Being homeless in Hackney is now defined as a anti-social activity. What of the Rachman landlords who evict people and make them homeless?

There has been no consultation by Hackney prior to bringing in these Draconian measures.

Please  sign this petition.

Let’s make sure that Hackney Council doesn’t make rough sleeping harder than it already is!

How many of those on the streets are there because of the Bedroom tax, benefit sanctions?

Trip to London

April 27, 2015

Somewhat late setting setting off for London, but had I set off earlier, it probably would not have made much difference, as no trains for two hours, due to someone being killed on the line. The train I caught was ten minutes late, then ran very slowly.

At Waterloo Station, many people milling around. I assume due to many cancelled and delayed trains.

Hungerford Bridge

Hungerfotd Bridge

From Waterloo Station a pleasant walk to Covent Garden.

view downstream from Hungerford Bridge

view downstream from Hungerford Bridge

The view downstream from Hungerford Bridge, one of the finest views in London, or was. A view of St Paul’s, but now being destroyed by ugly high rise buildings.

Excellent lunch at Food for Thought. More’s the pity it closes 21 June 2015, after forty years in business.

Covent Garden is being destroyed. Walking down Neal Street to Food For Thought, down a side street, Pret a Manger and Costa.

After lunch, it was then try to find Trew Era Cafe.

I knew what bus I wanted, or thought I did, and vaguely knew from where to catch it.

The bus I wanted was No 243, which would have taken me straight to where I wished to be.

Only there was no 243. It was being diverted.

No 38 was the bus for Hackney.

Welcome to Hackney

Welcome to Hackney

I hopped on a No 38, and got off at Dalston Junction.

Now which bus, that was the question?

I hopped on a No 243, to be told, wrong direction.

I hopped back off, walked back to where I needed to be.

Not sure what bus I needed, I asked a driver, no, you do do not want a 76, you want 243.

Woman at bus stop said no, you want a No 76.

I caught the next No 76, got off, had no idea where I was.

Walked through a park, came out by Hoxton Street Market.

Headed to where I thought I may needed to be, then realised there it was, there was Trew Era Cafe.

Only problem was, it was now eight o’clock, and it closed at seven.

It had taken me two hours from Covent Garden.

Now it was find Queen of Hoxton, where 13 Shades of Romanian Party was being hosted.

I set off in the right direction.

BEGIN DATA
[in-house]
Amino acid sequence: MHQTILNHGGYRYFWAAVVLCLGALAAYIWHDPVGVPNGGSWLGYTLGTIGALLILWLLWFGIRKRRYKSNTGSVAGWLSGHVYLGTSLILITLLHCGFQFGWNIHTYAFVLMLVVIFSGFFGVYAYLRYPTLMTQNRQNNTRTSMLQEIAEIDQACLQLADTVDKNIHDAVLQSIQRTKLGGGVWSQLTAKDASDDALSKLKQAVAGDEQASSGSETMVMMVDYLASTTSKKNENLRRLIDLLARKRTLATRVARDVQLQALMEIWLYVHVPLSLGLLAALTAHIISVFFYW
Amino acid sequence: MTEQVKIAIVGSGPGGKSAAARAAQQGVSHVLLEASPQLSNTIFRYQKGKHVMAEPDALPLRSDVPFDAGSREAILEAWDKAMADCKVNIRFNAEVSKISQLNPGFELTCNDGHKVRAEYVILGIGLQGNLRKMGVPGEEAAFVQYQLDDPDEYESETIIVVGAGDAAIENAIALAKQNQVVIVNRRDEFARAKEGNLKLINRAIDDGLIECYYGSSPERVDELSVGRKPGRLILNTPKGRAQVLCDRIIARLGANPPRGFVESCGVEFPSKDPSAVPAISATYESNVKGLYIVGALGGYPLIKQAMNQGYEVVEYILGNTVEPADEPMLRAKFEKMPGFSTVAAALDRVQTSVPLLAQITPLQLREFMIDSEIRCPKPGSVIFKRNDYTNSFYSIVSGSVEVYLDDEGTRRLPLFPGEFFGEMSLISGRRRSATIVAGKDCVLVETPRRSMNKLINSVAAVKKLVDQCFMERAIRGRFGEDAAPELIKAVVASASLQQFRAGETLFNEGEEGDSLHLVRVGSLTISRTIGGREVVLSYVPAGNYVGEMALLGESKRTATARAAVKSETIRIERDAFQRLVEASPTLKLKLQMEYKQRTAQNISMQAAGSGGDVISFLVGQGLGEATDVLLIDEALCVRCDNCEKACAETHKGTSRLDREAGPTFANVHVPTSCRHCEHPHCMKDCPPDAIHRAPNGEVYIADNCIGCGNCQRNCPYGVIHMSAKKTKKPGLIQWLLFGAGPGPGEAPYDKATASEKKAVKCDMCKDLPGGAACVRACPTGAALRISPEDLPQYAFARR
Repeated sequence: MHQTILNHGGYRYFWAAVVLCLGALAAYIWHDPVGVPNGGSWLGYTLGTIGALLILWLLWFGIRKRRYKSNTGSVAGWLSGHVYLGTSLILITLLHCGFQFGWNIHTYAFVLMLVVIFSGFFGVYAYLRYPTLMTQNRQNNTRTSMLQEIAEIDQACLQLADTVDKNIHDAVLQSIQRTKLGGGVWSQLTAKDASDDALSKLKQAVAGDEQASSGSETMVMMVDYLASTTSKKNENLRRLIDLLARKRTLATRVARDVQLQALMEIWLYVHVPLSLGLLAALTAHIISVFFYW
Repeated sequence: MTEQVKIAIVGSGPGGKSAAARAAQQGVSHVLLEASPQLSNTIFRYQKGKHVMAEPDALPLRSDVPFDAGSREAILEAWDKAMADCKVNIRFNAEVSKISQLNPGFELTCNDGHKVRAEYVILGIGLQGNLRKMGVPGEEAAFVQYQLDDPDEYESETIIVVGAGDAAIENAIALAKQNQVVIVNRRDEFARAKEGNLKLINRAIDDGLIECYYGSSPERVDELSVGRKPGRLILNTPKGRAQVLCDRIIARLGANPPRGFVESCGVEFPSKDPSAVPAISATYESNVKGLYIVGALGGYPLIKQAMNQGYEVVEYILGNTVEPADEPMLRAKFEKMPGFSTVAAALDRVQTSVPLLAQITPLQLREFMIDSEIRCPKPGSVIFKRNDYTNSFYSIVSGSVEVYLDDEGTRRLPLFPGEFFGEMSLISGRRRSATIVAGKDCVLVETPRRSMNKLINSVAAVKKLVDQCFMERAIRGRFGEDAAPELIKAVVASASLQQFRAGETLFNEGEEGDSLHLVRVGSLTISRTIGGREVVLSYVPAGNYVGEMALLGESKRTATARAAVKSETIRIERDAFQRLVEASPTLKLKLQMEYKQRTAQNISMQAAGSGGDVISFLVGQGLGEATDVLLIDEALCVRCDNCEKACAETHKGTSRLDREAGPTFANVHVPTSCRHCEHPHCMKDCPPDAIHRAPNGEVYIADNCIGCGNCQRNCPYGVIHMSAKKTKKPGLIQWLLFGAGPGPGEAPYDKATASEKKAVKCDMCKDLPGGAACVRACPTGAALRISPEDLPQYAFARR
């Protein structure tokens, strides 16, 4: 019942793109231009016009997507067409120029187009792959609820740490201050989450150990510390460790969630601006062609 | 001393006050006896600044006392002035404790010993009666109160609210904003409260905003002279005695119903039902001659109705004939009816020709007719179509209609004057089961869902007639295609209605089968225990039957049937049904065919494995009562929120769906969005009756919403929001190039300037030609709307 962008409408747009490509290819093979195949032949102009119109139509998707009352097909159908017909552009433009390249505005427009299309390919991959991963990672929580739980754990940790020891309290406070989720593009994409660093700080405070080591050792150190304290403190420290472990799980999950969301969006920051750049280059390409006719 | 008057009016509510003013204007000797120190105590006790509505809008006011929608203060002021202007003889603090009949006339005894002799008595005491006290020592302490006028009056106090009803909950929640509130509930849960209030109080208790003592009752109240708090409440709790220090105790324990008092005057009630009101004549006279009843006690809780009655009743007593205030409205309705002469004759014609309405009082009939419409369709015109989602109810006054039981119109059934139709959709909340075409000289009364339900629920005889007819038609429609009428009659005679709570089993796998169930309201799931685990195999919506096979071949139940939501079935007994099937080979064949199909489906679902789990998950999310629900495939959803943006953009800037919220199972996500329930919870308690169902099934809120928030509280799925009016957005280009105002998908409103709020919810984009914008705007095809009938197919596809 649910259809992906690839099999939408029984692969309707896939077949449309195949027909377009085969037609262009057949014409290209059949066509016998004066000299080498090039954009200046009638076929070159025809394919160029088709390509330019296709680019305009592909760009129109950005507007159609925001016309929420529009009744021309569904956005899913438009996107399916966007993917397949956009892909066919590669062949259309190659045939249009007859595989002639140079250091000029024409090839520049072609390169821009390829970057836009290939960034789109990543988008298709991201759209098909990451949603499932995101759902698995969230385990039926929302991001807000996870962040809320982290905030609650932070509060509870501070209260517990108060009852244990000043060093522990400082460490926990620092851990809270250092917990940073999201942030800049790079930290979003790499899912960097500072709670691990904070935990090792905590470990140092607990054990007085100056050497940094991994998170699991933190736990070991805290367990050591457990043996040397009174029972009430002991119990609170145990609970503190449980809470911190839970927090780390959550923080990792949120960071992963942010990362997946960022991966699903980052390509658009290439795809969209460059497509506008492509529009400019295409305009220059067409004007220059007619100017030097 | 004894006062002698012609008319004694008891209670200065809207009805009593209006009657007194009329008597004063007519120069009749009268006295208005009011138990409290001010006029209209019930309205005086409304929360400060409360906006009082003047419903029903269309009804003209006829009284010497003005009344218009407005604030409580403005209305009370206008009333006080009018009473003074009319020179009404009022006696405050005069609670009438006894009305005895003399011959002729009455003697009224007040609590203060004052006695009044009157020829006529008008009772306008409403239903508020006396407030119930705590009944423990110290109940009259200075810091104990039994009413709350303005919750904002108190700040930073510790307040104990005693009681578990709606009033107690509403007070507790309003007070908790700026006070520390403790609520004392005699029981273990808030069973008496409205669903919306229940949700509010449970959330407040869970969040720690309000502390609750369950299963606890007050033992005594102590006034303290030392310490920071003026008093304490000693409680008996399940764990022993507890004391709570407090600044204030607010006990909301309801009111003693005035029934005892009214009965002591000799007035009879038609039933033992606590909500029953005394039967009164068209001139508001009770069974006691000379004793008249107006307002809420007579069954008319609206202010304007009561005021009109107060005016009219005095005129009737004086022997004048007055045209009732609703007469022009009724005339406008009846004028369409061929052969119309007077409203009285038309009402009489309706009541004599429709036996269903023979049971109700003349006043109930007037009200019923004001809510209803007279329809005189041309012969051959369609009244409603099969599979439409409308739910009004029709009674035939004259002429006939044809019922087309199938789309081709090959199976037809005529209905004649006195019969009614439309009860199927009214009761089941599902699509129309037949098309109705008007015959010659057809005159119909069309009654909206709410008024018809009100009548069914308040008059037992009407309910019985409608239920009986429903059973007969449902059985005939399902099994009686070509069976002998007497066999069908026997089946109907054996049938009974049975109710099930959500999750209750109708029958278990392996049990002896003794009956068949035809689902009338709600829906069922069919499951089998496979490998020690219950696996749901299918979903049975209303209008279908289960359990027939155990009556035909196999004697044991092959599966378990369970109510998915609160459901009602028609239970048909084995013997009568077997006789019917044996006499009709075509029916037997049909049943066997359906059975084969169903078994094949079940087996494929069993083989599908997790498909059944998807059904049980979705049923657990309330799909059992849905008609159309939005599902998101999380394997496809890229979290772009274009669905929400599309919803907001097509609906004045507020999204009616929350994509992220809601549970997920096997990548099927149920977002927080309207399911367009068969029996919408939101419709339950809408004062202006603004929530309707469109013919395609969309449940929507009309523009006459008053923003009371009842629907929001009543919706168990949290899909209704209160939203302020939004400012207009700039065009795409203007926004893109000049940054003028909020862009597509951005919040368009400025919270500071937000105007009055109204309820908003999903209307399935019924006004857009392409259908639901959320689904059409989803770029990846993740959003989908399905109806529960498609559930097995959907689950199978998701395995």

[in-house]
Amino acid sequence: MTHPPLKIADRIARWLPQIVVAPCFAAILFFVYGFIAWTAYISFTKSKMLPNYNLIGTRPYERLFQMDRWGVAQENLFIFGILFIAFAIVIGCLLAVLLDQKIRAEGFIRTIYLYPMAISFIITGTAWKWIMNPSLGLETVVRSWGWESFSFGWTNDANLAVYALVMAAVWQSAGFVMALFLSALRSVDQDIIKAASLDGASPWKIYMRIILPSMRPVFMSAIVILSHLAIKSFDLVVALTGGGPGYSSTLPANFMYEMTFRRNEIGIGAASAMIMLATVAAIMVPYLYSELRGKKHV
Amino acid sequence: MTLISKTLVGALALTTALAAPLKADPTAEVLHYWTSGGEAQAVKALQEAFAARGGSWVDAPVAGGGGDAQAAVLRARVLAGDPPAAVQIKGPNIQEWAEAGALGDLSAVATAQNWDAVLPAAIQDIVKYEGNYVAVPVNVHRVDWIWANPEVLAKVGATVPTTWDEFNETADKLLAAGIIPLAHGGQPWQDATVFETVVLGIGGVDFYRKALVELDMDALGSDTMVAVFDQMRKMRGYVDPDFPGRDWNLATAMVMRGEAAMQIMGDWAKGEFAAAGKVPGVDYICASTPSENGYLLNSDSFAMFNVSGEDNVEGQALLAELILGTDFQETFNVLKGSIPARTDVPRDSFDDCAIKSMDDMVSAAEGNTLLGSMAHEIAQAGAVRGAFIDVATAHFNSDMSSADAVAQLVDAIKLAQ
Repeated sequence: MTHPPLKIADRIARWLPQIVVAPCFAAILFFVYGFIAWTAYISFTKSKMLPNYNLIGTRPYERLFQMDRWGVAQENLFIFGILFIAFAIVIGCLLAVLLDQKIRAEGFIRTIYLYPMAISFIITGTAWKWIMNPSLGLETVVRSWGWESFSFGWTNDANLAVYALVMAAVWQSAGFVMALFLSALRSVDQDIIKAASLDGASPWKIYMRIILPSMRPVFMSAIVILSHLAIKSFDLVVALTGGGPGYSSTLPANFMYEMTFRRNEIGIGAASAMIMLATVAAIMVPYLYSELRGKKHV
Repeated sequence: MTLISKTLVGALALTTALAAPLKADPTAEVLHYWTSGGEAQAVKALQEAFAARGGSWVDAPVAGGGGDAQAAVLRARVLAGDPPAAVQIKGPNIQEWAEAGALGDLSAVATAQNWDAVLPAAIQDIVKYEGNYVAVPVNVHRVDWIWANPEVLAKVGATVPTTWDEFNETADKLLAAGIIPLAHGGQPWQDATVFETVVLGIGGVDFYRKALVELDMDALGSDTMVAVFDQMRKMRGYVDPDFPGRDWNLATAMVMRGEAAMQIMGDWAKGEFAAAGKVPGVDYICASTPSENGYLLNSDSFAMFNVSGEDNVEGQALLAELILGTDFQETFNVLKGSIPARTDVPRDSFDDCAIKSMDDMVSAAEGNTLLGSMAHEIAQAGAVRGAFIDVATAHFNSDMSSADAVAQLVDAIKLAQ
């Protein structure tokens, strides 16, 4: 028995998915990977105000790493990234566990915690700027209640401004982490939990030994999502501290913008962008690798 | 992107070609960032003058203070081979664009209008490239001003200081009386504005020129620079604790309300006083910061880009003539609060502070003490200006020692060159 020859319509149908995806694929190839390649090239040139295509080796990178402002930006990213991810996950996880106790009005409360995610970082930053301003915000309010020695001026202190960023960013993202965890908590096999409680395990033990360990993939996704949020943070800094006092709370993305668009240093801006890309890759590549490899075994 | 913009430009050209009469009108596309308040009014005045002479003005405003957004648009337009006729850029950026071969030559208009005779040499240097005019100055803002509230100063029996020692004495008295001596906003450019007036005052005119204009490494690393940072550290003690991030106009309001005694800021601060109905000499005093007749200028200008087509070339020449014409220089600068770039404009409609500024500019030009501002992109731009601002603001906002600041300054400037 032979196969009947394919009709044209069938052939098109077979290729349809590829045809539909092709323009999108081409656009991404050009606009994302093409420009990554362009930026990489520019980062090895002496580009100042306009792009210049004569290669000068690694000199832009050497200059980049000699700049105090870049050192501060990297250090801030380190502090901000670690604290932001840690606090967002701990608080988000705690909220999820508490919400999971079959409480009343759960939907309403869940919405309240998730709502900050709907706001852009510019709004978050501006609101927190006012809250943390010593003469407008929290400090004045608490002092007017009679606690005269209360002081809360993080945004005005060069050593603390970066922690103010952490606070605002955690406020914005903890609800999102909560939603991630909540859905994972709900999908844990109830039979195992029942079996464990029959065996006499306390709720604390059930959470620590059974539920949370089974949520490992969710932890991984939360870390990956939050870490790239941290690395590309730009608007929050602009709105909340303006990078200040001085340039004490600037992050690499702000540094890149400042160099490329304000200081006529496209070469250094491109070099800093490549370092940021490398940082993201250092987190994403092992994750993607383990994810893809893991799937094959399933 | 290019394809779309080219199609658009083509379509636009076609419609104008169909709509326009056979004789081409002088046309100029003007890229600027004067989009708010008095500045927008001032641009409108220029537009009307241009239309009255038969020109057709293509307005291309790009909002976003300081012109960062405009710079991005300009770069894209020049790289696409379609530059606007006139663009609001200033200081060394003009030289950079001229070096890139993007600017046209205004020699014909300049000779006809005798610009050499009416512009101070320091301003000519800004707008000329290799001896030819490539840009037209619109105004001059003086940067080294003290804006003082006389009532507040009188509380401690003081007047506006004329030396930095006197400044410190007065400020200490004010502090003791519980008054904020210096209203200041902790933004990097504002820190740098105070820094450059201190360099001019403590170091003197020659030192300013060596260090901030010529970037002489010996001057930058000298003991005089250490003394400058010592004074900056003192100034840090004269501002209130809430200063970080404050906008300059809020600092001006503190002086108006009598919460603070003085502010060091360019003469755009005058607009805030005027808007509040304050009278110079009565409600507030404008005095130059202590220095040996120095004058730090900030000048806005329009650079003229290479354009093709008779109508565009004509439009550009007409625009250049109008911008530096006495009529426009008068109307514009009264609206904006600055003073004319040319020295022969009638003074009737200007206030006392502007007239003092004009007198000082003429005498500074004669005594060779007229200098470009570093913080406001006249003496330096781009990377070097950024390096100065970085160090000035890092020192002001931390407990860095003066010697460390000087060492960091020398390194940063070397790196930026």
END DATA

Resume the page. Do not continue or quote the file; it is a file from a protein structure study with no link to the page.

fruit and vegetables

fruit and vegetables

As I set off I passed Hoxton News adversing The Trews and a very temping fruit and vegetable display. I was very tempted by the black tomatoes.

A long walk.

It seemed to be on the boundary between Shoreditch and the City of London.

I think I was now in the City of London, where all the greedy bankers screw the rest of us.

Queen of Hoxton a dump, its only redeeming feature a rooftop terrace. The 13 Shades of Romanian Party was not up to much either.

How to get to Waterloo Station?

I could have caught a No 26 bus, but could not see where from, and no one knew either. But I was told Liverpool Street Station was not far and how to get there. And so I caught the tube from Liverpool Street.

The Trew Era Cafe

April 4, 2015
Revolution - Russell Brand

Revolution – Russell Brand

The Trew Era Cafe

The Trew Era Cafe

A social enterprise cafe on the New Era Estate in Hoxton (Hackney).

The Trew Era Cafe was one of the outcomes of the campaign by residents on the New Era Estate to save their tenancies, save the estate, from being destroyed by greedy rapacious Rachman landlords who were wanting to triple their rents and drive them off the estate.

The tenants fought back.

Initially financed by Russell Brand with proceeds from Revolution.  It is expected to become self-financing, part of a network of mutually supporting social enterprises.

Excellent that emphasis on quality and organic.

I trust quality coffee beans, from quality roasters, and skilled baristas who know how to make coffee.

Well done Hackney Council for making land available to grow produce for The Trew Era Cafe.

People with allotments or gardens, could supply produce, maybe in return get a free meal or coffee.

Intercept waste from farms and supermarkets, turn into delicious meals on a pay-what-you-can basis. Better than food banks, as retains dignity, not having to beg for food.

Autonomous people, ideally open coops, or small businesses, supplied with beehives who will supply the honey, who will supply the produce, each supporting each other, giving local people meaningful employment, recycling money within the local economy.

How about occasional live music evenings?

The Trew Era Cafe is one of many social enterprises, contributing to the collaborative commons, that are now springing up.

Top story in Yum Coffee (Sunday 5 March 2015).

The Trews newsagent awning

April 3, 2015

Thanks to crowdfunding on StartJoin initiated by Tracy Herbert and supported by Russell Brand and Max Keiser, a Sun awning was ripped down and replaced by one for The Trews at a newsagent in Hoxton (Hackney).

The project rolls on to do the same with other newsagents across the country.